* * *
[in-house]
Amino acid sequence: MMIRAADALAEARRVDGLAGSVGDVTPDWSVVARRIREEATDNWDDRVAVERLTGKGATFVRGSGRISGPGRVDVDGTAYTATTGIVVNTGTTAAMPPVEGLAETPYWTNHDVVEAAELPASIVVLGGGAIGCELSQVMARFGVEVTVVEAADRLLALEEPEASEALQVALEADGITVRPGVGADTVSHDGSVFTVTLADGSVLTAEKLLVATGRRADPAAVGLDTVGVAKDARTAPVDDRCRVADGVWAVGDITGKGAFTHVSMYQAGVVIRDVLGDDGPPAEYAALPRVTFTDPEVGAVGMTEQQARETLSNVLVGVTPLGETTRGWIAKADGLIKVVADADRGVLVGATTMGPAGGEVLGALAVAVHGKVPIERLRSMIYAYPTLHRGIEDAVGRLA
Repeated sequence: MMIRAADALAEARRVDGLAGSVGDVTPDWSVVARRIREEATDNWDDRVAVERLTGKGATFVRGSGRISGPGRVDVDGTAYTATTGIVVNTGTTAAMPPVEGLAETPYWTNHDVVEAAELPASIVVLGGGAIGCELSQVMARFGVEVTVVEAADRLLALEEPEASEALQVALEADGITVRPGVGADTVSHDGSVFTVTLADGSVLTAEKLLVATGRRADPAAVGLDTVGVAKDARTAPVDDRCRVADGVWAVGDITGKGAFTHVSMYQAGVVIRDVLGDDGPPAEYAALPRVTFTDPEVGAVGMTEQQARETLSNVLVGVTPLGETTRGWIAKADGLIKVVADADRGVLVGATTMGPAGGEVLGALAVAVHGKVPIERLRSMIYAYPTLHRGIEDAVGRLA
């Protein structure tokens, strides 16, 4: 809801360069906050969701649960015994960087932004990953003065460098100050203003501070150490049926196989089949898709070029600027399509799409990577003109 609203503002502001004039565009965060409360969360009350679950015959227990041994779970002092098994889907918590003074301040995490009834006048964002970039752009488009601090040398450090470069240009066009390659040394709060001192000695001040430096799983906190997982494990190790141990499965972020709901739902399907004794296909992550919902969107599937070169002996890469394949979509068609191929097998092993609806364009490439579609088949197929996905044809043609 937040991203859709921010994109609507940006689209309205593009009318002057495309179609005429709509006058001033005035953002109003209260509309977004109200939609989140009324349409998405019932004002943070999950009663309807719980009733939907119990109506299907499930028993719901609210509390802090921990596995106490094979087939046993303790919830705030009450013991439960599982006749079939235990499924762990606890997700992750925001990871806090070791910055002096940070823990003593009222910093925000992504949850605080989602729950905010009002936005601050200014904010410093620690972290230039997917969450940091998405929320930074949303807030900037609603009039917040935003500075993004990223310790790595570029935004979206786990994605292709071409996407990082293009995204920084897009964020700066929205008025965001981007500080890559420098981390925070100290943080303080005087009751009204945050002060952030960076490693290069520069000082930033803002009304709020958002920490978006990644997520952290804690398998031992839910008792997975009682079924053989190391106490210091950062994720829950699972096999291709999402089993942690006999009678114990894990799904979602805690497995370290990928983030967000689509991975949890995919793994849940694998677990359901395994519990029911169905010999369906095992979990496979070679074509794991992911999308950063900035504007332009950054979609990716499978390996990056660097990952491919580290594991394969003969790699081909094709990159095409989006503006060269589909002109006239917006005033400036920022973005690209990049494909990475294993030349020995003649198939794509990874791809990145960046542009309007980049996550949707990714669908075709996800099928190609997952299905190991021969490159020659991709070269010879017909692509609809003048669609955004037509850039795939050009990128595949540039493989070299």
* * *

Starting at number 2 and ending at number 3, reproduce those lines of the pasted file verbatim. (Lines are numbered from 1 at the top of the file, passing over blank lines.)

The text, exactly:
Amino acid sequence: MMIRAADALAEARRVDGLAGSVGDVTPDWSVVARRIREEATDNWDDRVAVERLTGKGATFVRGSGRISGPGRVDVDGTAYTATTGIVVNTGTTAAMPPVEGLAETPYWTNHDVVEAAELPASIVVLGGGAIGCELSQVMARFGVEVTVVEAADRLLALEEPEASEALQVALEADGITVRPGVGADTVSHDGSVFTVTLADGSVLTAEKLLVATGRRADPAAVGLDTVGVAKDARTAPVDDRCRVADGVWAVGDITGKGAFTHVSMYQAGVVIRDVLGDDGPPAEYAALPRVTFTDPEVGAVGMTEQQARETLSNVLVGVTPLGETTRGWIAKADGLIKVVADADRGVLVGATTMGPAGGEVLGALAVAVHGKVPIERLRSMIYAYPTLHRGIEDAVGRLA
Repeated sequence: MMIRAADALAEARRVDGLAGSVGDVTPDWSVVARRIREEATDNWDDRVAVERLTGKGATFVRGSGRISGPGRVDVDGTAYTATTGIVVNTGTTAAMPPVEGLAETPYWTNHDVVEAAELPASIVVLGGGAIGCELSQVMARFGVEVTVVEAADRLLALEEPEASEALQVALEADGITVRPGVGADTVSHDGSVFTVTLADGSVLTAEKLLVATGRRADPAAVGLDTVGVAKDARTAPVDDRCRVADGVWAVGDITGKGAFTHVSMYQAGVVIRDVLGDDGPPAEYAALPRVTFTDPEVGAVGMTEQQARETLSNVLVGVTPLGETTRGWIAKADGLIKVVADADRGVLVGATTMGPAGGEVLGALAVAVHGKVPIERLRSMIYAYPTLHRGIEDAVGRLA